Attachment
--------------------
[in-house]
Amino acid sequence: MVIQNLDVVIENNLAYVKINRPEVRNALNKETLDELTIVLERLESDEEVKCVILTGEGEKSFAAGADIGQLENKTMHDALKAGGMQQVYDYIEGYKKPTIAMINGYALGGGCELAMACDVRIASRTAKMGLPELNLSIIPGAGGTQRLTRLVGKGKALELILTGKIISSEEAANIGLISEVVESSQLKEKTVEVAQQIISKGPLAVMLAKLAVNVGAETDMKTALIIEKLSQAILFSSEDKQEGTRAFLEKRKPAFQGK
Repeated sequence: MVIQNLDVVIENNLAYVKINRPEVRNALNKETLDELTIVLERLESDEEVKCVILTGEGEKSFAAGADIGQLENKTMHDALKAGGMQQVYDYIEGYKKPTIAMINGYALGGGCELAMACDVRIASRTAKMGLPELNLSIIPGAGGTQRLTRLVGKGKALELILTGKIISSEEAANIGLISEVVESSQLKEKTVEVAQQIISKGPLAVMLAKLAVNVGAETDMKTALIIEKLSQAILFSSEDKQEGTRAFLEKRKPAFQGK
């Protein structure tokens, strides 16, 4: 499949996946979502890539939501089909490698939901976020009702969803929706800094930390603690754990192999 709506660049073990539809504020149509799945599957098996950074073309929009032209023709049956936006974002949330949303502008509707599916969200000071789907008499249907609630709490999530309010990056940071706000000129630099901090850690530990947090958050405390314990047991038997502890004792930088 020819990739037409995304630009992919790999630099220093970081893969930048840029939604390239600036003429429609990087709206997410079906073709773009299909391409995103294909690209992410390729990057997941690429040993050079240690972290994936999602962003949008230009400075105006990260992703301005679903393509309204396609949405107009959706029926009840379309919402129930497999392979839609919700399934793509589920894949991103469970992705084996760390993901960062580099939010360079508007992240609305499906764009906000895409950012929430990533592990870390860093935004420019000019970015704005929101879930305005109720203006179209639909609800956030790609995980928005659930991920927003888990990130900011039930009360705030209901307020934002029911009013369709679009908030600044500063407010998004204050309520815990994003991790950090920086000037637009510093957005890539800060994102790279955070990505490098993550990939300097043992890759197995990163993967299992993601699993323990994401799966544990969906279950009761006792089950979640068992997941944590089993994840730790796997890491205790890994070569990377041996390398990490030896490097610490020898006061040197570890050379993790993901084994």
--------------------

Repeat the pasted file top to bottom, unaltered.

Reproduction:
[in-house]
Amino acid sequence: MVIQNLDVVIENNLAYVKINRPEVRNALNKETLDELTIVLERLESDEEVKCVILTGEGEKSFAAGADIGQLENKTMHDALKAGGMQQVYDYIEGYKKPTIAMINGYALGGGCELAMACDVRIASRTAKMGLPELNLSIIPGAGGTQRLTRLVGKGKALELILTGKIISSEEAANIGLISEVVESSQLKEKTVEVAQQIISKGPLAVMLAKLAVNVGAETDMKTALIIEKLSQAILFSSEDKQEGTRAFLEKRKPAFQGK
Repeated sequence: MVIQNLDVVIENNLAYVKINRPEVRNALNKETLDELTIVLERLESDEEVKCVILTGEGEKSFAAGADIGQLENKTMHDALKAGGMQQVYDYIEGYKKPTIAMINGYALGGGCELAMACDVRIASRTAKMGLPELNLSIIPGAGGTQRLTRLVGKGKALELILTGKIISSEEAANIGLISEVVESSQLKEKTVEVAQQIISKGPLAVMLAKLAVNVGAETDMKTALIIEKLSQAILFSSEDKQEGTRAFLEKRKPAFQGK
């Protein structure tokens, strides 16, 4: 499949996946979502890539939501089909490698939901976020009702969803929706800094930390603690754990192999 709506660049073990539809504020149509799945599957098996950074073309929009032209023709049956936006974002949330949303502008509707599916969200000071789907008499249907609630709490999530309010990056940071706000000129630099901090850690530990947090958050405390314990047991038997502890004792930088 020819990739037409995304630009992919790999630099220093970081893969930048840029939604390239600036003429429609990087709206997410079906073709773009299909391409995103294909690209992410390729990057997941690429040993050079240690972290994936999602962003949008230009400075105006990260992703301005679903393509309204396609949405107009959706029926009840379309919402129930497999392979839609919700399934793509589920894949991103469970992705084996760390993901960062580099939010360079508007992240609305499906764009906000895409950012929430990533592990870390860093935004420019000019970015704005929101879930305005109720203006179209639909609800956030790609995980928005659930991920927003888990990130900011039930009360705030209901307020934002029911009013369709679009908030600044500063407010998004204050309520815990994003991790950090920086000037637009510093957005890539800060994102790279955070990505490098993550990939300097043992890759197995990163993967299992993601699993323990994401799966544990969906279950009761006792089950979640068992997941944590089993994840730790796997890491205790890994070569990377041996390398990490030896490097610490020898006061040197570890050379993790993901084994």